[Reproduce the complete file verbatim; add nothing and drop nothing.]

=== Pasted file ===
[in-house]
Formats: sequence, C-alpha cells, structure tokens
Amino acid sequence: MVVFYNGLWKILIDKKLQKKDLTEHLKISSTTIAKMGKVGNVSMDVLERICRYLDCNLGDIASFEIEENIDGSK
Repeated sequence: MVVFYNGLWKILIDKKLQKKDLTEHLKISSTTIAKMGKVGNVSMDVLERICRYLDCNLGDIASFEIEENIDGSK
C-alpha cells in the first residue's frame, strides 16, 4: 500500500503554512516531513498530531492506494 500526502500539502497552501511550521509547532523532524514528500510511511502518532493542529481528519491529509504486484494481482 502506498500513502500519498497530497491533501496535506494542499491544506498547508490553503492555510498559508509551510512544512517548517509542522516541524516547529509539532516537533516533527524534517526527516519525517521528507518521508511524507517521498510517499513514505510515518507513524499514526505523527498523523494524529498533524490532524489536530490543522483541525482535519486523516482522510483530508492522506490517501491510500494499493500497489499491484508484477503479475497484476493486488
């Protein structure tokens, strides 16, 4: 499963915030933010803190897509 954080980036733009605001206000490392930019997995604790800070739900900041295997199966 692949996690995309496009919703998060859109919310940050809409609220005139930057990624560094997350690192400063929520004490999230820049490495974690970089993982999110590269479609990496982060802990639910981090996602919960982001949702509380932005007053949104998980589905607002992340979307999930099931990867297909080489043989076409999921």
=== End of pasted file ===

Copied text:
[in-house]
Formats: sequence, C-alpha cells, structure tokens
Amino acid sequence: MVVFYNGLWKILIDKKLQKKDLTEHLKISSTTIAKMGKVGNVSMDVLERICRYLDCNLGDIASFEIEENIDGSK
Repeated sequence: MVVFYNGLWKILIDKKLQKKDLTEHLKISSTTIAKMGKVGNVSMDVLERICRYLDCNLGDIASFEIEENIDGSK
C-alpha cells in the first residue's frame, strides 16, 4: 500500500503554512516531513498530531492506494 500526502500539502497552501511550521509547532523532524514528500510511511502518532493542529481528519491529509504486484494481482 502506498500513502500519498497530497491533501496535506494542499491544506498547508490553503492555510498559508509551510512544512517548517509542522516541524516547529509539532516537533516533527524534517526527516519525517521528507518521508511524507517521498510517499513514505510515518507513524499514526505523527498523523494524529498533524490532524489536530490543522483541525482535519486523516482522510483530508492522506490517501491510500494499493500497489499491484508484477503479475497484476493486488
């Protein structure tokens, strides 16, 4: 499963915030933010803190897509 954080980036733009605001206000490392930019997995604790800070739900900041295997199966 692949996690995309496009919703998060859109919310940050809409609220005139930057990624560094997350690192400063929520004490999230820049490495974690970089993982999110590269479609990496982060802990639910981090996602919960982001949702509380932005007053949104998980589905607002992340979307999930099931990867297909080489043989076409999921």